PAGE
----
GUIDING PRINCIPLES

Sociology and Criminology is a student-centered department that critically engages fundamental questions about social actions and policies through course work, research, and practical experience.

 

We seek to empower students to think critically about societies. We help to cultivate an understanding of the broader social milieu in which humans are located. We instill analytical skills that students can use to decipher great varieties of information, and understand the processes through which social facts exist, evolve and change.

Overall, we nurture in students an awareness of theory in a comparative perspective, and a desire to analyze information of all kinds with rigor. Through our diverse offerings on local, regional, national, and global social processes, we strive to create more complete human beings with a keen sense of humanity, social justice, and appropriate social policy.

Goal 1:

Students will demonstrate familiarity with the “sociological imagination.”

Specific Objectives:

1.1 Students will reflexively connect individual experiences with larger social structures and forces.

Goal 2:

Students will understand sociological theory.

Specific Objectives:

2.1 Students will gain a strong grasp of classical and contemporary sociological theories.

2.2 Students will compare and contrast the different theoretical perspectives.

2.3 Students will apply the theories to comprehend key social issues.

Goal 3:

Students will gain facility with sociological methods.

Specific Objectives:

3.1 Students will successfully design a research project.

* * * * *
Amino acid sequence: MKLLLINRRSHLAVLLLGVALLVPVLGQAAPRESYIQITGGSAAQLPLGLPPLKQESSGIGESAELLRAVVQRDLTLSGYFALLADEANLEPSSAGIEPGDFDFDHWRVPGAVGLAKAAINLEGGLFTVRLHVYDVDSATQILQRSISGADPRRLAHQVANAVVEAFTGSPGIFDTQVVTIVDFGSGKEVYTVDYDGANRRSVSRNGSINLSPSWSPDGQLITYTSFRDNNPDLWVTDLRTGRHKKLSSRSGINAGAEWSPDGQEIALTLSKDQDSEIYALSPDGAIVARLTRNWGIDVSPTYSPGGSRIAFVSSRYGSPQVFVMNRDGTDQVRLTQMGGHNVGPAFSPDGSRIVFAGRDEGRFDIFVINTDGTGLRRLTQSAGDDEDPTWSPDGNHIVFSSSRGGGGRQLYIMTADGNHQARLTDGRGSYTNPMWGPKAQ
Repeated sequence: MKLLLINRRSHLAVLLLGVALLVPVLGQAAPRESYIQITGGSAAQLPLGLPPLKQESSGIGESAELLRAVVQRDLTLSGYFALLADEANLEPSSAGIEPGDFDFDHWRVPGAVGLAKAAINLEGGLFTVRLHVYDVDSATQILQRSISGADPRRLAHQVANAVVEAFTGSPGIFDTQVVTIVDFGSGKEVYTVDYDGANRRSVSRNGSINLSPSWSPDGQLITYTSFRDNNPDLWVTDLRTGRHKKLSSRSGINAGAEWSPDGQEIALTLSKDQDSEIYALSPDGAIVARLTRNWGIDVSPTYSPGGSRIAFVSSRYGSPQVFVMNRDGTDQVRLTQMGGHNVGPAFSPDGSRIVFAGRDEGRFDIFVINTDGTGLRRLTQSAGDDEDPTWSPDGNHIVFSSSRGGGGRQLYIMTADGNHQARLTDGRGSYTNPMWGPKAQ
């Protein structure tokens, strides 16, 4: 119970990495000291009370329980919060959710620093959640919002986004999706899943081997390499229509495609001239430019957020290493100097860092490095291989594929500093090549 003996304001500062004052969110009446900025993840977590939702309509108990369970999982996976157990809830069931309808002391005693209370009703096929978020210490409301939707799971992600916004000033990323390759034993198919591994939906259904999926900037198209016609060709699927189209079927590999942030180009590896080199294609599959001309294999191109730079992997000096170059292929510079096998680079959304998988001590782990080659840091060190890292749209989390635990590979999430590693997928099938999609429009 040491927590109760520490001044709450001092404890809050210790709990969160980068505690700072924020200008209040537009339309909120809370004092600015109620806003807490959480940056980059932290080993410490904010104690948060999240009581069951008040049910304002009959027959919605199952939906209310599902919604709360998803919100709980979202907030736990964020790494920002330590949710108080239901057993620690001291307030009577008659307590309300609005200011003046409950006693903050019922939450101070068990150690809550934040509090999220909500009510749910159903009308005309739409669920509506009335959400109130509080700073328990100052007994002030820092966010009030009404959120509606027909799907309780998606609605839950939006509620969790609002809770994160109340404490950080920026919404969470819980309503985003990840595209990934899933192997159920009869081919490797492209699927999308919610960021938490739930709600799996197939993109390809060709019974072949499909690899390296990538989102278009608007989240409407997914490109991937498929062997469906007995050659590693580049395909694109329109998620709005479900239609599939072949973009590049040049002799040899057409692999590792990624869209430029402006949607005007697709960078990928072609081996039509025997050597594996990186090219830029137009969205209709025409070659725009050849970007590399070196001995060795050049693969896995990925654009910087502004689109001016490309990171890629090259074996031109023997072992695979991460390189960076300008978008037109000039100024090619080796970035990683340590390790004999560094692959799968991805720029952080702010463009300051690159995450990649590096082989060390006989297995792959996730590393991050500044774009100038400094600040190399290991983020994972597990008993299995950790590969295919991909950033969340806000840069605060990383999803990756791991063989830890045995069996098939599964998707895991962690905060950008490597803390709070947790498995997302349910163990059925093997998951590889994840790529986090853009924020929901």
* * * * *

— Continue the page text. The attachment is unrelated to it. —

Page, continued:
3.2 Students will critically assess published research.

3.3 Students will develop theoretically informed hypotheses.

3.4 Students will test and analyze data.

3.5 Students will produce a comprehensive paper reporting their own research findings.

3.6 Students will become aware of ethical concerns related to the conduct of research.

Goal 4:

Students will be able to describe how social structures, culture and institutions operate.

Specific Objectives:

4.1 Students will acquire detailed knowledge of important social institutions, policies and cultural frameworks.

4.2 Students will learn how the foregoing social structures can both contribute to and ameliorate observed social inequalities.

Goal 5:

Students will develop and apply a comparative perspective to explain the diversity of human societies.

Specific Objectives:

5.1 Students will be able to evaluate the importance of variation in social processes and outcomes by race, class, gender and other relevant social categories.

5.2 Students will compare and analyze social life across cultures.

5.3 Students will compare and analyze social life across historical periods.

Goal 6:

Students will be able to competently and effectively communicate sociological concepts and their applications.

Specific Objectives:

6.1 Students can convey their sociological knowledge in writing to a range of audiences, including the research community, policy makers and the general public.

6.2 Students can convey their sociological knowledge orally to a range of audiences, including the research community, policy makers and the general public.

Goal 1:

Students will understand the nature of crime in the United States.

Specific Objectives:

1.1 Students will understand the socio-political nature of defining certain acts as criminal.